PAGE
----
Civil War muskets or rifles with bullets faster than the speed of sound?


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major bill

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Modern rifles bullets fly faster than the speed of sound. What Civil War bullets flew faster than the speed of sound?
 

Don Dixon

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The Austrian Army bullet used in the Muster 1854 System Lorenz rifles had a muzzle velocity of about 1,300 feet per second. The Confederates imported small quantities of it. The standard cartridge used, however, was the one intended for the Model 1841 Mississippi rifle, which had muzzle velocity of 850 to 900 feet per second in these rifles, which was why the sights of the Austrian guns were not calibrated to the American ammunition.

Regards,
Don Dixon
 

Rebforever

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The Austrian Army bullet used in the Muster 1854 System Lorenz rifles had a muzzle velocity of about 1,300 feet per second. The Confederates imported small quantities of it. The standard cartridge used, however, was the one intended for the Model 1841 Mississippi rifle, which had muzzle velocity of 850 to 900 feet per second in these rifles, which was why the sights of the Austrian guns were not calibrated to the American ammunition.

Regards,
Don Dixon
Sounds like a shoulder bruiser to me.
 

Don Dixon

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Not particularly. Lorenz’s straight stock design sucks up the recoil of the 62 grain Austrian load pretty well if one is properly trained to shoot. I’ve shot many of them. Numbers of Federal soldiers complained of the recoil of the Federal Army’s under powered 50 grain load, however.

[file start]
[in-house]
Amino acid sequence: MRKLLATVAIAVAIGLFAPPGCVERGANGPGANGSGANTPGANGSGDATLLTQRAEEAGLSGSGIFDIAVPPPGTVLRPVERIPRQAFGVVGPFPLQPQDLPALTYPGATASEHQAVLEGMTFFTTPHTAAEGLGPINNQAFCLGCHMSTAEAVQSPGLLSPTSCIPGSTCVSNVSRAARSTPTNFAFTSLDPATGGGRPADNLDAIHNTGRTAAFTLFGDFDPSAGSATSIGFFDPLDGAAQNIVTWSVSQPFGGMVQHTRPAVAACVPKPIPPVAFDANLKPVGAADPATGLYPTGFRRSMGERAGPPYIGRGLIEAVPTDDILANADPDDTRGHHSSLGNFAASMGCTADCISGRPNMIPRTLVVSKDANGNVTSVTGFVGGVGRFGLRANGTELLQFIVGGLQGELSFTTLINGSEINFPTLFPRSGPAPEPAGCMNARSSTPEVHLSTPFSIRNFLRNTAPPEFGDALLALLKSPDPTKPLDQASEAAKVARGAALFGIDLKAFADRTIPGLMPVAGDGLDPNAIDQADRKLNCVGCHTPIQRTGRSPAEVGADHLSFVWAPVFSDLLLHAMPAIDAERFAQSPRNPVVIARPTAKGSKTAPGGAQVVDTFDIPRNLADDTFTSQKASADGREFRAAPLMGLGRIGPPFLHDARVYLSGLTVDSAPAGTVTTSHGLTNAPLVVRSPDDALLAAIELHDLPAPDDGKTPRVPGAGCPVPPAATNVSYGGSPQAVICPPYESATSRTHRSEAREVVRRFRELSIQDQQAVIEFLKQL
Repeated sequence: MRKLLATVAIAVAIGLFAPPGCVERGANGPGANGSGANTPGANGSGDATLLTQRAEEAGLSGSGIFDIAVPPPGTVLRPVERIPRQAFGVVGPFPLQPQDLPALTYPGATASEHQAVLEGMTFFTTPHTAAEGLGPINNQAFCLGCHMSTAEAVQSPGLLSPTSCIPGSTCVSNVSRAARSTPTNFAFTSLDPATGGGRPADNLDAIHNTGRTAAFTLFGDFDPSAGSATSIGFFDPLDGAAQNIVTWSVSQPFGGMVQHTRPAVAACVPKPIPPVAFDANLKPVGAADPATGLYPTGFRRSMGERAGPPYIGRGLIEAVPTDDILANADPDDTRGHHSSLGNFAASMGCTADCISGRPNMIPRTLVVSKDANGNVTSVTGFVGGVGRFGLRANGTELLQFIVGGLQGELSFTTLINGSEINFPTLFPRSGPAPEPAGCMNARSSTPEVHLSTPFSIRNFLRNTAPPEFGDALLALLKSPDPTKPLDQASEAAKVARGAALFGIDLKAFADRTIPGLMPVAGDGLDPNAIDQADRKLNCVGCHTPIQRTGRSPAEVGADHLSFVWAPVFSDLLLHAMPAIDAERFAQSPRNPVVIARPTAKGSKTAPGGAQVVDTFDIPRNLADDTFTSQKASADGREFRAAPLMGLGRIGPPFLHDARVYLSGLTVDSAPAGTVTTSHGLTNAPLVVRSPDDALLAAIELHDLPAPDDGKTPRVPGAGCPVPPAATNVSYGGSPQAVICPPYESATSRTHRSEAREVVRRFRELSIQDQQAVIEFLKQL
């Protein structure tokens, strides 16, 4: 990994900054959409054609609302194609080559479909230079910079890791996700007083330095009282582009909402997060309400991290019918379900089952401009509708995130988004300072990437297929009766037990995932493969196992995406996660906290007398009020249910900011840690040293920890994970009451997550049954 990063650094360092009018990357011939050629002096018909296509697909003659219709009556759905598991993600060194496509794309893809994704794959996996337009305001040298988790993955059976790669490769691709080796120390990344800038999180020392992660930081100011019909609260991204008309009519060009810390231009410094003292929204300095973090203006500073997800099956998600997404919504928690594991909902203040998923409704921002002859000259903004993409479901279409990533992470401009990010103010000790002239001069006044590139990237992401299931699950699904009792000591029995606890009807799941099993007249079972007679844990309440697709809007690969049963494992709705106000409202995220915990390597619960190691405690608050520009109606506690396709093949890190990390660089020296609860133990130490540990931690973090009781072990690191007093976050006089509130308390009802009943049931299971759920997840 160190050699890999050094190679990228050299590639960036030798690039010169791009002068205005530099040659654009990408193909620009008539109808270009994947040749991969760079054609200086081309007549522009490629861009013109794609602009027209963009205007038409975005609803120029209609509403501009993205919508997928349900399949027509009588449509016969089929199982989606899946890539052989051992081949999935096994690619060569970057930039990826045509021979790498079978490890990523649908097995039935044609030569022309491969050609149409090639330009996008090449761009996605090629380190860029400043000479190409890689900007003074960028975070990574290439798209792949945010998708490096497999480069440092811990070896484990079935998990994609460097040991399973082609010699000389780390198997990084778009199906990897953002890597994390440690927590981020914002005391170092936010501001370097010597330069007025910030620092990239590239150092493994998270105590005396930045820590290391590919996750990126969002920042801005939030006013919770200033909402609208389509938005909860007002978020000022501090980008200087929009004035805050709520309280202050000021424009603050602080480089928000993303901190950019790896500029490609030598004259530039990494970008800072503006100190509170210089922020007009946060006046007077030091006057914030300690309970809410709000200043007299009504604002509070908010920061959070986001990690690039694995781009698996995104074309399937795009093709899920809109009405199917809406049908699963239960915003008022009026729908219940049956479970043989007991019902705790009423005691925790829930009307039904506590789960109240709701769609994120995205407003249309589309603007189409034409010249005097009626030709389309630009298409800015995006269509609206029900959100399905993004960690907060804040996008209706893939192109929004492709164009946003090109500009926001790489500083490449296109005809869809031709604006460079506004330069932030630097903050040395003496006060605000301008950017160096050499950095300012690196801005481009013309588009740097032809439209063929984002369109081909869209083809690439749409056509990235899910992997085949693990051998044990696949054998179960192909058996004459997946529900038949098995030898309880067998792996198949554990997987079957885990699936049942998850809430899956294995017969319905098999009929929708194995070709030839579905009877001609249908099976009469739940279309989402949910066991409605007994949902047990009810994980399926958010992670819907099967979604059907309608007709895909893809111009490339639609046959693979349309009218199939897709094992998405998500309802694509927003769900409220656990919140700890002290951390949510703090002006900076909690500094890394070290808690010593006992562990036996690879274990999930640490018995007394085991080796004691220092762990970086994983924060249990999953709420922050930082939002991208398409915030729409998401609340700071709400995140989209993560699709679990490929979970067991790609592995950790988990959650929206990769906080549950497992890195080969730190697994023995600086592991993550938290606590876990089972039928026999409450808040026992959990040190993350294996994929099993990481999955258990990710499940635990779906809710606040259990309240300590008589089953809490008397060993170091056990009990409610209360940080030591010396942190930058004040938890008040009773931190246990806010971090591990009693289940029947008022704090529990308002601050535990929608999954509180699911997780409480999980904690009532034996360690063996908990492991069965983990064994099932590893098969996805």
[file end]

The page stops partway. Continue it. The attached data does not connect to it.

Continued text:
But, I’ve fired thousands of match 7.62 rounds through national match M14s and .308 and 30-06 cartridges through full bore match rifles and never found the recoil objectionable in the slightest.

Regards,
Don Dixon
 

thomas aagaard

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I used the German H&K G3 for 10 month when I did my mandatory service.
You learned how to shoot well with it... because of the recoil... Or you get a black eye and/or bruised shoulder.

If I was in charge of how modern day danish recruits was trained, I would issue them with G3s or another 7.62 semi automatic rifle first... Then after they learned to use it well, issue them with the modern 556 rifles they are going to use for the rest of their service.
 

archieclement

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I used the German H&K G3 for 10 month when I did my mandatory service.
You learned how to shoot well with it... because of the recoil... Or you get a black eye and/or bruised shoulder.

If I was in charge of how modern day danish recruits was trained, I would issue them with G3s or another 7.62 semi automatic rifle first... Then after they learned to use it well, issue them with the modern 556 rifles they are going to use for the rest of their service.
I always wanted to shoot a G3 but never have, I used to own a FN/FAL and its recoil wasnt bad at all
 

Booner

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....
But, I’ve fired thousands of match 7.62 rounds through national match M14s and .308 and 30-06 cartridges through full bore match rifles and never found the recoil objectionable in the slightest.